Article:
Then all hell breaks out. What feels like hurricane force winds hit us face on. Any tracks left by the others vanish in seconds. We manage only a few steps at a time before we dig ice axes into the snow and brace ourselves for the next gust which tries to rip us off the planet. We have to keep going. We are beyond the point of no return and safety lies ahead of us not behind us.
I first visited the lofty summits of the Sierra Nevada in April 2000. Predictably we were greeted with lots of sun and snow. It blew our minds and had us rushing back time and again for more. Since then I have had the pleasure of experiencing these mountains in all weathers, at all times of the year. I never tire of them. Thankfully these mountains have become my job. But the enthusiasm never dies.
Sometimes it takes a great effort to leave the comfort of one’s home and head for the cold, icy peaks. Some hardship though, is always rewarded by the mountains. Although we have passed it several times we had never thought to spend a night at the ruins of the relatively unknown Cebollar Refugio, located at 2500m in the heart of the Sierra Nevada. Until a few weeks ago that is.
There is no finer place to enjoy a day’s snowshoeing after recent snowfall than above Puente Palo in the pine forests of the Alpujarras. Last week we were privileged to enjoy the company of a family from the USA, as we guided them on a days snowshoeing. We parked at the recreation site at Puente Palo, above the village of Cañar. We accessed on another dirt track from Lanjaron. With care a normal saloon car could reach this spot but the road conditions do deteriorate depending on the severity of recent rains.
The 10 Commandments from a dog’s perspective My life is likely to last 10-15 years. Any separation from you is likely to be painful. Give me time to understand what you want of me Place your trust in me.. It is crucial for my well-being. Don’t be angry with me for long and don’t lock me up as punishment. You have your work, your friends, your entertainment, but I have only you.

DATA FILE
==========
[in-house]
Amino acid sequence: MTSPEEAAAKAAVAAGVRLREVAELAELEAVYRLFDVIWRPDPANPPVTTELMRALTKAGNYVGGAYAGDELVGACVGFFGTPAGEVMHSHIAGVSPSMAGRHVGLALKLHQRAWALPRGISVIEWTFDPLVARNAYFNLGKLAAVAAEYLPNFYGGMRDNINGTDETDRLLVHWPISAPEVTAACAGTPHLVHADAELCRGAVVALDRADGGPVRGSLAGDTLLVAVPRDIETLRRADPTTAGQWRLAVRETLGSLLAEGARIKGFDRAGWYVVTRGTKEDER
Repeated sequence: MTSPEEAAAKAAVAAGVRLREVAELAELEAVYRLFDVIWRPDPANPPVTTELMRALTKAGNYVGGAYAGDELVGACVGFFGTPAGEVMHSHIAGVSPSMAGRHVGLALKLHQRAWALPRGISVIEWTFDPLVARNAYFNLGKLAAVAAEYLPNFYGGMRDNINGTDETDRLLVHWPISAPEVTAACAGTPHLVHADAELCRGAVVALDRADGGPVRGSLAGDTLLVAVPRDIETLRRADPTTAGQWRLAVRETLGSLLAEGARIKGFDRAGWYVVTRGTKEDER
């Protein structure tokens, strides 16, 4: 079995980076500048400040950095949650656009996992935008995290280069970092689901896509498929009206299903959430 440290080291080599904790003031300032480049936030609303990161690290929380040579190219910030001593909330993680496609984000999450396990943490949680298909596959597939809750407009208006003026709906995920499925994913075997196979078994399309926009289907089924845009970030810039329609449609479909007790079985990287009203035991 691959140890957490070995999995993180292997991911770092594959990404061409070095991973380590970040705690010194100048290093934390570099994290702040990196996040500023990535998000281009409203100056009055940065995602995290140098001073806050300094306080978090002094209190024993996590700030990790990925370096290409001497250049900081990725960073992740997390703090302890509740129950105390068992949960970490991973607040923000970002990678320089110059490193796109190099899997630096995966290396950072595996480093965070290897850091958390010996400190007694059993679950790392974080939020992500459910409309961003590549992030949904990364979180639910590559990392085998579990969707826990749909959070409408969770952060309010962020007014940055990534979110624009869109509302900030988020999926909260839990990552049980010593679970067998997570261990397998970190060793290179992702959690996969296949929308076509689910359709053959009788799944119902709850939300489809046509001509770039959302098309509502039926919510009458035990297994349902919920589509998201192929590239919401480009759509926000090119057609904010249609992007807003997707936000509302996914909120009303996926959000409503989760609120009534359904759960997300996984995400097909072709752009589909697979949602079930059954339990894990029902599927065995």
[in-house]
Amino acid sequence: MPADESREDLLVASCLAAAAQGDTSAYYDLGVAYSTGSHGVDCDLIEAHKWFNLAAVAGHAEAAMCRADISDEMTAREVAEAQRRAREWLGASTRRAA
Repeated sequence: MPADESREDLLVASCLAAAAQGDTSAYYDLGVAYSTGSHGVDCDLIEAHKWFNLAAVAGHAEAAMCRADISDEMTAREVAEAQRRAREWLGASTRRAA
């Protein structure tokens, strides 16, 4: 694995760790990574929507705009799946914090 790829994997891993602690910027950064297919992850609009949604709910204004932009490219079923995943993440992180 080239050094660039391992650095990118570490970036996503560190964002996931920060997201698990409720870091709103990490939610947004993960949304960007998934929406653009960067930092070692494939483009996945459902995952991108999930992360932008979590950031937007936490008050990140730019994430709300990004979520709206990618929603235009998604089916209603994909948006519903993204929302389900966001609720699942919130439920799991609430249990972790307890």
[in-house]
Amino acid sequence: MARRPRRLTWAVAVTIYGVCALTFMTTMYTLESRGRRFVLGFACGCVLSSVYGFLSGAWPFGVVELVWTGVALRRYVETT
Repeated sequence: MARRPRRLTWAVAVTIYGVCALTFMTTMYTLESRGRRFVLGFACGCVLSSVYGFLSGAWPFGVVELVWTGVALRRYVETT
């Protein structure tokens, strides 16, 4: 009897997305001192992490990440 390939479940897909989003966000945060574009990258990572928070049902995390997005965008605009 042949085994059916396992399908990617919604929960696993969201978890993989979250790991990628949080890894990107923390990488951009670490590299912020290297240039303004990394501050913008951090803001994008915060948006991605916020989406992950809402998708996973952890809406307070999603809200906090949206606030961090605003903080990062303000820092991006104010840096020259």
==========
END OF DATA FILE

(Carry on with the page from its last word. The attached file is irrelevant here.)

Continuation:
In December 2002 I packed my pickup truck with my worldly possessions, my black labrador dog (Rocky - the original El Perro Negro) and headed south. I never looked back. The first place I arrived at was Lanjaron in the Alpujarras and funnily enough, I’m still here. I love the people, the culture, the tradition, the history, the weather and of course the wonderful Sierra Nevada mountains. I’m still living the dream.
We parked at the Hoya de la Mora above the ski town of Pradollano and made the 45 minute traverse on a good road and track towards the middle ski station area called, Borreguiles. Just before arriving we found some old ski pistes still intact, so decided to follow these uphill. We put the adhesive skins on our skis and donned our ski boots. Some walkers gave us some strange looks as they passed us en route to Borreguiles from the beach.
Sadly my first dog, Rocky, died on Friday 22nd May 2009 after losing a battle with the horrible disease, Leishmaniasis. He was a great dog and faithful companion. I remember coming out to Spain in 2001. My pickup truck was filled with all my worldly possessions, so Rocky had to sit in the passenger seat all the way (illegal now of course). We had some great fun coming down through France and Spain at the motorway toll booths.
39 years on and the song “Working Class Hero” still has meaning, possibly even more so these days. Written by legend John Lennon and made a hit by Marianne Faithfull in 1979 it is a take on the class split of the 1940s and 1950s, and of the 1960s in which John Lennon was famous. The song appears to tell the story of someone growing up in the working class. Acccording to Lennon in an interview with Rolling Stone magazine in December 1970, it is about working class individuals being processed into the middle classes, into the machine.
Had great day yesterday ski mountaineering with client, Jackie Belbeck in the Sierra Nevada. We parked behind Trevenque in the Cumbres Verdes just SE of Granada at the Casa Forestal de Cortijuela Botanical gardens (1700m). A walk up though the forest to the Collado de Matas Verdes and onto the Collado del Pino at 2045m where we found continuous snows. We donned boots, skins and skis and headed up the Barranco due south.